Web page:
Teenagers are often criticised for being “unable to listen” or “ignoring their parents”. How many times have you asked your teenage children to turn down that music, only to be ignored? Well, new research suggests they are not actually ignoring you. It is just that they are better able to focus their attention. The study from the University of Toronto showed that as we get older we are less able to filter out unwanted material which is not central to what we really need to attend to.
Online this phenomenon has important implications. It suggests that younger people who visit websites are much more capable of focusing in on the information that matters and can filter out the annoying distractions of adverts, for instance. However, older people are less able to do this and can be easily distracted – potentially away from your web page.
This suggests a double problem. for younger people they won’t see your advertising, so it will be worthless. For older people, it can be such a distraction it becomes annoying.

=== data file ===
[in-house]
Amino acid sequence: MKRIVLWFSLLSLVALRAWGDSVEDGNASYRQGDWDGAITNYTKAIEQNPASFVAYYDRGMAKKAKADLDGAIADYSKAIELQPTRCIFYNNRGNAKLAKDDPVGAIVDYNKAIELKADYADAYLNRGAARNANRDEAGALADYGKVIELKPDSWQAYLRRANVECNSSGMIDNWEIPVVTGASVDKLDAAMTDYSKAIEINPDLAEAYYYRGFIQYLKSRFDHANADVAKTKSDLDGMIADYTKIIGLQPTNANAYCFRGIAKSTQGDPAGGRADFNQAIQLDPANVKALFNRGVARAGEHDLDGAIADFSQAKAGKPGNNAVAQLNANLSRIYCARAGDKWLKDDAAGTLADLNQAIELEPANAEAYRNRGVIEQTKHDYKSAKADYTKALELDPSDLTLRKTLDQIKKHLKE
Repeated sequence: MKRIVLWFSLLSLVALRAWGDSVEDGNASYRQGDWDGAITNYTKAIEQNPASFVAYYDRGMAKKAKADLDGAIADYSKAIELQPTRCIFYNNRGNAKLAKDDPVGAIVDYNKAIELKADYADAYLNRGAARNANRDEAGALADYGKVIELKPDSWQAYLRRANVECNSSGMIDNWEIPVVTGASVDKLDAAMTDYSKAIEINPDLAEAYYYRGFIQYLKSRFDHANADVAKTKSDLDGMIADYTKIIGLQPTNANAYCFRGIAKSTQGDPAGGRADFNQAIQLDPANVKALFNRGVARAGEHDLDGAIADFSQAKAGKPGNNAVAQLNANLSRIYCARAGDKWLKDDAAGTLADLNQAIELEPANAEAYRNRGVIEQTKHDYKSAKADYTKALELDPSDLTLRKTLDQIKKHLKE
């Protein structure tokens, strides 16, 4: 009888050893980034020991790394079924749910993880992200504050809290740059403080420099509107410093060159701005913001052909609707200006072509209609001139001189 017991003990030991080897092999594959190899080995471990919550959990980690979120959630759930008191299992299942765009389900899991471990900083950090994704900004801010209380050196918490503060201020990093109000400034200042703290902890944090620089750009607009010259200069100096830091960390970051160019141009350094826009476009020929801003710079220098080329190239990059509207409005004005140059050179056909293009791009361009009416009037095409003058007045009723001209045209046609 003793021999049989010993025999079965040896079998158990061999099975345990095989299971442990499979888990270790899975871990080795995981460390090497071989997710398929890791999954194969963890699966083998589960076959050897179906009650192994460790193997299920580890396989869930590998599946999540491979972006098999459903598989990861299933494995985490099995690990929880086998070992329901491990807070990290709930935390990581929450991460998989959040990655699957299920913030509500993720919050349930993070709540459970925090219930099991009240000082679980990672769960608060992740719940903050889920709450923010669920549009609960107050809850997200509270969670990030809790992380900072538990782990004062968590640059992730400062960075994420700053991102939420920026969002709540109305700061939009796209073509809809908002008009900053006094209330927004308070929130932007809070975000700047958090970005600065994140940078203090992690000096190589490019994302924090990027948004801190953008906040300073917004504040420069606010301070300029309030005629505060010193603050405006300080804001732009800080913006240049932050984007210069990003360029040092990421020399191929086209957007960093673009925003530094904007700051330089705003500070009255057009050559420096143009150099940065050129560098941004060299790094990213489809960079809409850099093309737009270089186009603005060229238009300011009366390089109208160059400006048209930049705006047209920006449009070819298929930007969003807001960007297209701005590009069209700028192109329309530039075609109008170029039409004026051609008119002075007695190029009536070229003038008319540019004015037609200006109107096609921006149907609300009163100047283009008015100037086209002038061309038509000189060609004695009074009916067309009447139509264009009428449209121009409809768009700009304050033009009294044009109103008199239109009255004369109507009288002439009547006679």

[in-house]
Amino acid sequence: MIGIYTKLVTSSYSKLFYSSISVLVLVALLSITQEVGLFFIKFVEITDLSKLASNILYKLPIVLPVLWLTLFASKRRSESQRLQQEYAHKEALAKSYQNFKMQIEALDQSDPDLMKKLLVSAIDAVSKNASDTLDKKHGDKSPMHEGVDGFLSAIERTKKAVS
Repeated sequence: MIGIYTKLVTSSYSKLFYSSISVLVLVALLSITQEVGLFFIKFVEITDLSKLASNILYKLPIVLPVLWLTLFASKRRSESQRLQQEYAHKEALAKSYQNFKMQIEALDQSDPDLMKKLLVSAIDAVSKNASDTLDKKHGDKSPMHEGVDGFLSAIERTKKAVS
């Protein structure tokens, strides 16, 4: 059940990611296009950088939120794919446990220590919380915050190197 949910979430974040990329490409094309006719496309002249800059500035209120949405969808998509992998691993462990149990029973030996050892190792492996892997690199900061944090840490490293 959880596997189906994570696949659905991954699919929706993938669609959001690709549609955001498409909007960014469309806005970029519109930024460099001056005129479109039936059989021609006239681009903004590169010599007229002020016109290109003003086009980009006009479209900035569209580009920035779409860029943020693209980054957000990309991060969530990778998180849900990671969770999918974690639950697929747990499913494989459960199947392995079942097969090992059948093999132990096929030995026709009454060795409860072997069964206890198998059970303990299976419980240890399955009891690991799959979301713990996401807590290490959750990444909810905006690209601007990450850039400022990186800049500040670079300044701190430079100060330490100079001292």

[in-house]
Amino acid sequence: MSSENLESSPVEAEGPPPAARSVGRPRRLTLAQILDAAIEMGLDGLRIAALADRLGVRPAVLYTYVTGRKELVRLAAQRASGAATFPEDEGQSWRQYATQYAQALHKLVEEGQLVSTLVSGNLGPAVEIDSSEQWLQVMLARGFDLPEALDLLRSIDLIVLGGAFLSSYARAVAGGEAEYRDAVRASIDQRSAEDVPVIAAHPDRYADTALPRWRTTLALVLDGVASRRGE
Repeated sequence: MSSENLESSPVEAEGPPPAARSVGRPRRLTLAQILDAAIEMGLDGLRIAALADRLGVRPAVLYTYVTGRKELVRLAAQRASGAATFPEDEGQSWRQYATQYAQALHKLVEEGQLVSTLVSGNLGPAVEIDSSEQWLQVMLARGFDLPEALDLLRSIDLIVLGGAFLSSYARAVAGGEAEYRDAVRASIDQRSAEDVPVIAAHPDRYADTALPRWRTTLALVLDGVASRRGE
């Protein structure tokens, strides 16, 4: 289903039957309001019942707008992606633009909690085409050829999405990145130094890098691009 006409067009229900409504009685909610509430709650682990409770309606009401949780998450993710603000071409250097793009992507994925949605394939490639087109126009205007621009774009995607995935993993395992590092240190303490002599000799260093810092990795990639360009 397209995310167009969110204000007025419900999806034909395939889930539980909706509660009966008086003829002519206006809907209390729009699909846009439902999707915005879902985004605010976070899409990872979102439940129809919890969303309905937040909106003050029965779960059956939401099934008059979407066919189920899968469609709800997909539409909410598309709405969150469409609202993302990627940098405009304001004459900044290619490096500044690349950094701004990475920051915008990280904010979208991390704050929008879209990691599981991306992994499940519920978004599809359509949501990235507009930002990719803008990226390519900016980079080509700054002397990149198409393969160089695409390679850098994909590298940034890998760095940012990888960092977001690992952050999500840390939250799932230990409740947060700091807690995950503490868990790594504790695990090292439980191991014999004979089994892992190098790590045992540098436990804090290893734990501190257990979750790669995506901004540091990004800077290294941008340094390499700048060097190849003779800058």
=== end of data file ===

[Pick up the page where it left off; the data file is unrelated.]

Equally, it means you should consider the age of your website visitors. If they are younger, they can filter out any extra material you want to put on your web pages. However, if your visitors tend to be older, you need to have a much more focused website so that the distractions are kept to a minimum.
It is yet another example of where increased knowledge of your visitors can lead to a much better informed website design and functionality. As ever, if you try to appeal to everyone, you face potential problems. What this study showed was that older people tend to give equal processing weighting to peripheral matters as central ones. That means online, for instance, they give as much weight to the “buy now” button as they do to the “next page” one. So which one would you rather they pressed?
Once again, it suggests we need much simpler design online if we are to ensure our website vistors take the actions we want them to.